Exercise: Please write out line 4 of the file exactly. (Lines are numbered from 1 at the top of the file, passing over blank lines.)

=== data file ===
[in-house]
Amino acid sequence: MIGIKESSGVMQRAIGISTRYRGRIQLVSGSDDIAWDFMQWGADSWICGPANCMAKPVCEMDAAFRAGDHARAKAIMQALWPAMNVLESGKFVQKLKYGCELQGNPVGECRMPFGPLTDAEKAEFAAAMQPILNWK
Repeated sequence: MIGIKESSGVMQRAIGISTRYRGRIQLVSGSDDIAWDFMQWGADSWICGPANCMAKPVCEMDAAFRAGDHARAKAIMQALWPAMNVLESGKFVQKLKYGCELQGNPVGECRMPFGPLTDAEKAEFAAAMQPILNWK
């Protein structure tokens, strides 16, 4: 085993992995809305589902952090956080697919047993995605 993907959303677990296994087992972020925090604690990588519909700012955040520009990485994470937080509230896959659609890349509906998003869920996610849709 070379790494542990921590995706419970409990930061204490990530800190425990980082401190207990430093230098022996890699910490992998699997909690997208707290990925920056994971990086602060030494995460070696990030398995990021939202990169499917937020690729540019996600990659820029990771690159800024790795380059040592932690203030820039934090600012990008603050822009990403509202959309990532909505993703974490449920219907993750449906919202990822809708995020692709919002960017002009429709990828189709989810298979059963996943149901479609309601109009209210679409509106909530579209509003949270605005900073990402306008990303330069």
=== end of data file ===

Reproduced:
């Protein structure tokens, strides 16, 4: 085993992995809305589902952090956080697919047993995605 993907959303677990296994087992972020925090604690990588519909700012955040520009990485994470937080509230896959659609890349509906998003869920996610849709 070379790494542990921590995706419970409990930061204490990530800190425990980082401190207990430093230098022996890699910490992998699997909690997208707290990925920056994971990086602060030494995460070696990030398995990021939202990169499917937020690729540019996600990659820029990771690159800024790795380059040592932690203030820039934090600012990008603050822009990403509202959309990532909505993703974490449920219907993750449906919202990822809708995020692709919002960017002009429709990828189709989810298979059963996943149901479609309601109009209210679409509106909530579209509003949270605005900073990402306008990303330069």